Hillary Clinton: Biden 'is building the kind of coalition that I had'

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Hillary Clinton said in a new interview that Joe Biden's path to the 2020 nomination looks similar to hers back in 2016.

“What Joe’s victories on Super Tuesday showed is that he is building the kind of coalition that I had basically,” Clinton said in an interview with CNN's “Fareed Zakaria GPS” that aired Sunday.

“It’s a broad-based coalition,” she said. “I finished, you know, most of the work I needed to do for the nomination on Super Tuesday, and then it kind of lingered on. And I think Joe is on track to doing exactly the same thing: putting together a coalition of voters who are energized.”

Biden stunned election observers last week on Super Tuesday when he won a swath of states by better-than-expected margins against his main rival Bernie Sanders. Four years ago, Clinton also built up a small but significant lead on Super Tuesday when she faced off against Sanders, who stayed in the delegate race through June.

Clinton told Zakaria she would support Sanders if he became the nominee, but she wasn’t sure he would make that request. She also repeated her contention that Biden would make a more effective Democratic nominee.

“I don’t know if he’d ask me to campaign for him, Fareed, because I have no idea what he is thinking about for a general election campaign,” she said. “As I’ve said many times, I do not think he’s the strongest nominee against Donald Trump.”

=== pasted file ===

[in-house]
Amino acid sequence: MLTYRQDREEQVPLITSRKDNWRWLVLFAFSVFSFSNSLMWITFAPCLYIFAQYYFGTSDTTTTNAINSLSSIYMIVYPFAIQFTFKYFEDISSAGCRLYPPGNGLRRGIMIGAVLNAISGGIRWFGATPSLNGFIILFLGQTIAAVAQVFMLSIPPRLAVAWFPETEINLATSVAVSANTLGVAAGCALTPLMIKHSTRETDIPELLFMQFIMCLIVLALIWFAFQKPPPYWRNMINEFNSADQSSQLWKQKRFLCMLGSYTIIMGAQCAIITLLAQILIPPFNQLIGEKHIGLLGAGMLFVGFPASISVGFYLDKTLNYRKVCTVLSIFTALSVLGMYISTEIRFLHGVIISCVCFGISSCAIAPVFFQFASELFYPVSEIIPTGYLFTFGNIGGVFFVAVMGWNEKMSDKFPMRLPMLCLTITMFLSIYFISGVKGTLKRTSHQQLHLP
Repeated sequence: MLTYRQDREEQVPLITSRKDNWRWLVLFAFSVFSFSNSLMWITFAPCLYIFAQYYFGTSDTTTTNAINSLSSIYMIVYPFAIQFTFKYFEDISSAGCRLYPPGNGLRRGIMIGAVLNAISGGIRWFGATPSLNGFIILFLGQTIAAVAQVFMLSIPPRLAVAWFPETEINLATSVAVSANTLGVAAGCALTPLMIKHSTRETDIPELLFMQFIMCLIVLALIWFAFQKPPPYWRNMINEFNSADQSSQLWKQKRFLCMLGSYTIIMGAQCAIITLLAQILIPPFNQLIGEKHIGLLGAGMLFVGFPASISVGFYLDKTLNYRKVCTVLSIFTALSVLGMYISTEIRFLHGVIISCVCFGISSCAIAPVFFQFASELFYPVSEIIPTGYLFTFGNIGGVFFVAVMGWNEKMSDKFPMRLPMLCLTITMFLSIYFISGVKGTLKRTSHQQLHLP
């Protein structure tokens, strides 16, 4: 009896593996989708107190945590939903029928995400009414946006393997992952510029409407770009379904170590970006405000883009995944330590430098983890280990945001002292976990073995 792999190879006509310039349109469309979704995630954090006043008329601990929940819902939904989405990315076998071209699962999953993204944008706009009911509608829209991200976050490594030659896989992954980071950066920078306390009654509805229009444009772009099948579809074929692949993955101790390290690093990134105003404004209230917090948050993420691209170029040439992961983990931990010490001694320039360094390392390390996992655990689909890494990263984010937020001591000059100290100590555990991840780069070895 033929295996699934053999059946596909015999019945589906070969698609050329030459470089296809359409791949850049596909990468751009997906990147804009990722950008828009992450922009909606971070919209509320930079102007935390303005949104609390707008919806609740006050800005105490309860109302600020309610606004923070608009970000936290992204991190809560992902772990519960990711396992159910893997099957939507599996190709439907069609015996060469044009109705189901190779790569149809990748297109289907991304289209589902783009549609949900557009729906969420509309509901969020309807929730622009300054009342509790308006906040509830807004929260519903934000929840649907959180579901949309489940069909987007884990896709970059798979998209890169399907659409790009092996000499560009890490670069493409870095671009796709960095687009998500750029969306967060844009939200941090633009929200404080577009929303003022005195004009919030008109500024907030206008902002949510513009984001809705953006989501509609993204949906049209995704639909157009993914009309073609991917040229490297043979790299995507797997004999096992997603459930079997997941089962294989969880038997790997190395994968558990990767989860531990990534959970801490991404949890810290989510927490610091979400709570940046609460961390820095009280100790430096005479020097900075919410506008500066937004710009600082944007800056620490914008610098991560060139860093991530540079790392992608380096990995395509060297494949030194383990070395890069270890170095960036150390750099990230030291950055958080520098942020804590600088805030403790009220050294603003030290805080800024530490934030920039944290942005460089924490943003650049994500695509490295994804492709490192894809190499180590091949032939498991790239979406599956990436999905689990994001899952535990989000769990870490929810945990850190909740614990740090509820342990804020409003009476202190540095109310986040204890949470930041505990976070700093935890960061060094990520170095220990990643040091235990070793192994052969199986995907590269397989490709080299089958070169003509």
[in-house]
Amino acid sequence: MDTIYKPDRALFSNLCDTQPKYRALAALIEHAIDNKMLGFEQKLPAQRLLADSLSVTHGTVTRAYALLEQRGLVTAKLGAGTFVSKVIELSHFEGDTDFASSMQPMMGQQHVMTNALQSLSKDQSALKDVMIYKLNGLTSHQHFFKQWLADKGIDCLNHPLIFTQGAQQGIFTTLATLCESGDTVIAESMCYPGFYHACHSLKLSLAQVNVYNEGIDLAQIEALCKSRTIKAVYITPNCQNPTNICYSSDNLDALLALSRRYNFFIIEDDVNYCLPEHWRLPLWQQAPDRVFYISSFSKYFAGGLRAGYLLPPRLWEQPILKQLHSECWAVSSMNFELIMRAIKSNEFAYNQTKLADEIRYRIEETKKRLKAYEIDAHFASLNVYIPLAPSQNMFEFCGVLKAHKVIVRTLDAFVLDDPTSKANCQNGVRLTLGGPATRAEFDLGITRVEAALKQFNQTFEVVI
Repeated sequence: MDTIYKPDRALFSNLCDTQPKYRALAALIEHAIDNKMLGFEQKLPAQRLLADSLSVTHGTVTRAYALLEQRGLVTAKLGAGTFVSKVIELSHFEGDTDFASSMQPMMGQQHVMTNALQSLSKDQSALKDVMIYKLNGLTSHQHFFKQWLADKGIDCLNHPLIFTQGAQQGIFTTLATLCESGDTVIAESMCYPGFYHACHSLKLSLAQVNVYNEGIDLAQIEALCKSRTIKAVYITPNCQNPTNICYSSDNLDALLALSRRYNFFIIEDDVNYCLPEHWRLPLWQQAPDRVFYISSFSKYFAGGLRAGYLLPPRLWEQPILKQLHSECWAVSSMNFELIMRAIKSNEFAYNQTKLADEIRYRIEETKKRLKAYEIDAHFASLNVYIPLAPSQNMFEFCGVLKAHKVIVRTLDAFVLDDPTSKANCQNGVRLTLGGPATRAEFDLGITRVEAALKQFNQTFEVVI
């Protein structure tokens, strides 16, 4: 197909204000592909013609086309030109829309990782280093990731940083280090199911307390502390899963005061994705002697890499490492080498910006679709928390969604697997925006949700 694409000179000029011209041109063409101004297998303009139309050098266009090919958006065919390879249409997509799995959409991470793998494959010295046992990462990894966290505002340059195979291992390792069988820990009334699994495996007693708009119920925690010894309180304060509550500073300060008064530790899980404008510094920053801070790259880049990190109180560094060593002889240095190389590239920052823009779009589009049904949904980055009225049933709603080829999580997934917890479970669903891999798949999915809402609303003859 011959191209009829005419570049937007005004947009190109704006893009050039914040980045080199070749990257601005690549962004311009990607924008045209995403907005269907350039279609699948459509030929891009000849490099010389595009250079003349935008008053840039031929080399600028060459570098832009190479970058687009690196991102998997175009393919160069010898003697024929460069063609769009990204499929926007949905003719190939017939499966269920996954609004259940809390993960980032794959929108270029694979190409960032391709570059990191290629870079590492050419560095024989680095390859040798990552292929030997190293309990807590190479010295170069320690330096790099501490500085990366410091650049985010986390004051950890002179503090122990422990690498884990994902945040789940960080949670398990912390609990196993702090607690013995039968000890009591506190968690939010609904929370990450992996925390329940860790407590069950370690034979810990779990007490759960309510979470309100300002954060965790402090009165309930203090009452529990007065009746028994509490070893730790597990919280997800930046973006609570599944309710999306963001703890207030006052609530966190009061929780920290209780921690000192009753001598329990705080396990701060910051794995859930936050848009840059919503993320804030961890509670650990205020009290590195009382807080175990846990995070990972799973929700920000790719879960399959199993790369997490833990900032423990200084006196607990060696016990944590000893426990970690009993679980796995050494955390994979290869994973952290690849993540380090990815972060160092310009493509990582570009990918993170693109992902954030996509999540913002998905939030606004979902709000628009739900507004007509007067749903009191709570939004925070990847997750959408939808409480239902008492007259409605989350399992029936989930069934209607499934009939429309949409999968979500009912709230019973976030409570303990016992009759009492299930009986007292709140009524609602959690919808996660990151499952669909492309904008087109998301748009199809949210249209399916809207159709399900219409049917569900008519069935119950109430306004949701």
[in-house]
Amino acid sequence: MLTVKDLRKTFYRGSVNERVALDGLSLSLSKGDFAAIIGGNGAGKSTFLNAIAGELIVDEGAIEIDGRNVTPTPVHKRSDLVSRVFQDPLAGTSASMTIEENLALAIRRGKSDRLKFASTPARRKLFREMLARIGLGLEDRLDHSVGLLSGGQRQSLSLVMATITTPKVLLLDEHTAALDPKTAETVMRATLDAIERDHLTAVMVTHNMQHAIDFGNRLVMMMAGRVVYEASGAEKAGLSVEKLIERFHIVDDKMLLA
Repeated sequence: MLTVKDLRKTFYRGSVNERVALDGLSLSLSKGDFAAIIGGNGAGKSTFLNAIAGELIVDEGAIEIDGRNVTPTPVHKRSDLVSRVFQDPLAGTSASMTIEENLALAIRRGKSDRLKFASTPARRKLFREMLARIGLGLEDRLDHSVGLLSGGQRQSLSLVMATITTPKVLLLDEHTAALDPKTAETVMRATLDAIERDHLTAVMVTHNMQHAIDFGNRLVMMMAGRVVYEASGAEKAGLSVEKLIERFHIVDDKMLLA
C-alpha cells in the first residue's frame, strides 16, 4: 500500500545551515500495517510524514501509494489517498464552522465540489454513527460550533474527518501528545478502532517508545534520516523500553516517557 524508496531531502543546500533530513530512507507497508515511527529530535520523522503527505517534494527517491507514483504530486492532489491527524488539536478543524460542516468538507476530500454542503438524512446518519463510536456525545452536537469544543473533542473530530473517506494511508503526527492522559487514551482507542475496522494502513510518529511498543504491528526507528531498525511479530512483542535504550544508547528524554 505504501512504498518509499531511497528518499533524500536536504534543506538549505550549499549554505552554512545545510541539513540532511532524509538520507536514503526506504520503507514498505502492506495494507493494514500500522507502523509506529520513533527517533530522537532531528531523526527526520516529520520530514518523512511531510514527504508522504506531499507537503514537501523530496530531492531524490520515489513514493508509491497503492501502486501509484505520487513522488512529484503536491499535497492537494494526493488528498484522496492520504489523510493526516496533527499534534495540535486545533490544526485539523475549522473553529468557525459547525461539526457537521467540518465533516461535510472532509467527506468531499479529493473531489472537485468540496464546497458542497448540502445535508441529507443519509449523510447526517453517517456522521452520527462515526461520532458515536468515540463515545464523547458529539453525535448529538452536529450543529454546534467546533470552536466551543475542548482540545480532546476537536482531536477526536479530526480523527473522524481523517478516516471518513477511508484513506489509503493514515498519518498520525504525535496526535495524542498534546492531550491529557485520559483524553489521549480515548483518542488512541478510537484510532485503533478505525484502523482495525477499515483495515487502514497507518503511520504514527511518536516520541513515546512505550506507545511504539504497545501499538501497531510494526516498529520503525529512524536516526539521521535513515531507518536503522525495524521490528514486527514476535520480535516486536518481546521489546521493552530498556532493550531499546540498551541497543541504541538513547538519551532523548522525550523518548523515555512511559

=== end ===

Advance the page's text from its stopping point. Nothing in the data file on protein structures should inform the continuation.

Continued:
Hillary Clinton
Hillary Clinton on "Fareed Zakaria GPS." (Screenshot: CNN)

In the interview, Clinton also addressed the new four-part Hulu documentary, “Hillary,” that traces her life as a young lawyer, first lady, secretary of state, senator, and then the first woman to win a major party’s presidential nomination.

“It couldn’t have come out at a better time,” she said of the documentary, while pointing to the withdrawal of most of the women running for the Democratic nomination this year. (Sens. Elizabeth Warren of Massachusetts and Amy Klobuchar of Minnesota dropped out last week; Rep. Tulsi Gabbard of Hawaii remains in the race but has struggled to gain traction.)

“We no longer have a woman in the presidential race,” she said. “There are a lot of reasons for that. We started off with I think six, and now have none.”

But Clinton said some of the reasons for the current absence of a woman in the race “come from unconscious bias, come from the social norms that people are still trying to struggle with, that we're going to have to be more open about … if we want to see more opportunity, real opportunity, in every aspect of life and society for your daughters and my granddaughter.”

Clinton further said even though the Democratic nominee is likely to be a man, she would personally “love to have a woman on the ticket.” But she noted that a pragmatic decision may also be made based on electability.

“Whoever the nominee is has to take a really hard look at the Electoral College: What will help him — because that’s who it’s down to — what will help him win the Electoral College,” she said.


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